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In response to Sherwood’s comments and in an attempt to restore proper usage of terminology associated with moist instability, the early history of moist instability is reviewed. This review shows that many of Sherwood’s concerns about the terminology were understood at the time of their origination. Definitions of conditional instability include both the lapse-rate definition (i.e., the environmental lapse rate lies between the dry- and the moist-adiabatic lapse rates) and the available-energy definition (i.e., a parcel possesses positive buoyant energy; also called latent instability), neither of which can be considered an instability in the classic sense. Furthermore, the lapse-rate definition is really a statement of uncertainty about instability. The uncertainty can be resolved by including the effects of moisture through a consideration of the available-energy definition (i.e., convective available potential energy) or potential instability. It is shown that such misunderstandings about conditional instability were likely due to the simplifications resulting from the substitution of lapse rates for buoyancy in the vertical acceleration equation. Despite these valid concerns about the value of the lapse-rate definition of conditional instability, consideration of the lapse rate and moisture separately can be useful in some contexts (e.g., the ingredients-based methodology for forecasting deep, moist convection). It is argued that the release of potential (or convective) instability through layer lifting may occur in association with fronts, rather than with isolated convection, the terminology “convective” being an unfortunate modifier. The merits and demerits of slantwise convective available potential energy are discussed, with the hope of improving diagnostic methodologies for assessing slantwise convection. Finally, it is argued that, when assessing precipitation events, undue emphasis may appear to be placed on instability, rather than the forcing for ascent, which should be of primary importance.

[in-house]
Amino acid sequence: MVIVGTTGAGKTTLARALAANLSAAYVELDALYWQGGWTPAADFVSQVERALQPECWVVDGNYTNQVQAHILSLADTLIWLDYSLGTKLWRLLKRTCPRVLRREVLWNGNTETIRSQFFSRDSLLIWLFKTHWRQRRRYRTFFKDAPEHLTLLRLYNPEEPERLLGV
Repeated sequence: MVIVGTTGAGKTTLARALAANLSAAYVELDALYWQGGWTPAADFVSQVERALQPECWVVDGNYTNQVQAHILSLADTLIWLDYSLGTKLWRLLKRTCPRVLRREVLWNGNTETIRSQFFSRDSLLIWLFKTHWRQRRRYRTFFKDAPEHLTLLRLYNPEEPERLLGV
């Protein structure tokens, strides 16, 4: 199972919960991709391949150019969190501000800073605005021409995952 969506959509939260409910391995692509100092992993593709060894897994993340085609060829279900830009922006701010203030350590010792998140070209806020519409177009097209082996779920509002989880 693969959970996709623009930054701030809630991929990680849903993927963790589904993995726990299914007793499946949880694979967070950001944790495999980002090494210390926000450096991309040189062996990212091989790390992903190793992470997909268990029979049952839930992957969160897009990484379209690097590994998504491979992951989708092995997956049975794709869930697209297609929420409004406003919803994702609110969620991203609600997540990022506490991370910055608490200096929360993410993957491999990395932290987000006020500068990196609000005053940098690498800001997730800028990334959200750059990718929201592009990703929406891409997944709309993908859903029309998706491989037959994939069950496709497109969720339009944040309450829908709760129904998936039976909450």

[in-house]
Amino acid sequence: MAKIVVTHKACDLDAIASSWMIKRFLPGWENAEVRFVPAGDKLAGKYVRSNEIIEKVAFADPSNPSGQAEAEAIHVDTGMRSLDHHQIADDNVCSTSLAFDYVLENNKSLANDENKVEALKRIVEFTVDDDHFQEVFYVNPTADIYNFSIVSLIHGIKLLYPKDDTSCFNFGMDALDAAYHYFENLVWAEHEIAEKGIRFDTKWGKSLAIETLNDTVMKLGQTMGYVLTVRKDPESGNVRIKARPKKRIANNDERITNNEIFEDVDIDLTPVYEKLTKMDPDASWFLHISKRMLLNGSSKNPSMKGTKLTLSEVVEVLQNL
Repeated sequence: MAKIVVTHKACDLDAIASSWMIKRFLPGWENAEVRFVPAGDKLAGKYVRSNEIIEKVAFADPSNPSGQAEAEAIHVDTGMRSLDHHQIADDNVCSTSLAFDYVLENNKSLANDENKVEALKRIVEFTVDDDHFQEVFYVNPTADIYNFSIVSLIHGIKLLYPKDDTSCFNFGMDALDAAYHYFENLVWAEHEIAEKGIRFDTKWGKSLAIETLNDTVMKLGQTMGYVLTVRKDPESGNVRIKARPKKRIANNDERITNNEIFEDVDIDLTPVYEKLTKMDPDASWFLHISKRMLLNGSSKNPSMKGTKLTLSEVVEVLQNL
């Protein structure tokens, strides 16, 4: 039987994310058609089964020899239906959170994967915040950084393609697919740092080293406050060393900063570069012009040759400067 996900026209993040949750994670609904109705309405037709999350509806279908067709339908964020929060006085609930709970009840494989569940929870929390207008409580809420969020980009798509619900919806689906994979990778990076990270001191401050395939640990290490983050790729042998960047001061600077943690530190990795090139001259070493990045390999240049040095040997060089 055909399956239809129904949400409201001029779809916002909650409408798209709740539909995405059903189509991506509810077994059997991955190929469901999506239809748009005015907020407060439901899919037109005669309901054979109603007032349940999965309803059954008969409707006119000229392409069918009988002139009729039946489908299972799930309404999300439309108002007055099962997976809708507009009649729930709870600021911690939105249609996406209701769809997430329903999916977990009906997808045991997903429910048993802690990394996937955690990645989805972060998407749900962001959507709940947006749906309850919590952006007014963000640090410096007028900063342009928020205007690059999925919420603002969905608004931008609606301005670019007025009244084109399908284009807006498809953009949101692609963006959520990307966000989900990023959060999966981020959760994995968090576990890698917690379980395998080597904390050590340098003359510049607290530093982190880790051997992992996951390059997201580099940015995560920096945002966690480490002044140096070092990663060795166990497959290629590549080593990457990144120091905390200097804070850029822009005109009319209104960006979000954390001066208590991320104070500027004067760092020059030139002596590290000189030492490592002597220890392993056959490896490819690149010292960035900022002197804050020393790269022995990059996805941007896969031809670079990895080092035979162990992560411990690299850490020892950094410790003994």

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David M. Schultz, Timothy M. DelSole, Robert M. Rauber, and Walter A. Robinson
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David M. Schultz, Timothy M. DelSole, Robert M. Rauber, and Walter A. Robinson
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David M. Schultz, Timothy M. DelSole, Robert M. Rauber, and Walter A. Robinson
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David M. Schultz, Timothy M. DelSole, Robert M. Rauber, and Walter A. Robinson
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David M. Schultz, Timothy M. DelSole, Robert M. Rauber, and Walter A. Robinson
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David M. Schultz, Timothy M. DelSole, Robert M. Rauber, and Walter A. Robinson
Open access
David M. Schultz, Timothy M. DelSole, Robert M. Rauber, and Walter A. Robinson
Open access
David M. Schultz, Timothy M. DelSole, Robert M. Rauber, and Walter A. Robinson
Open access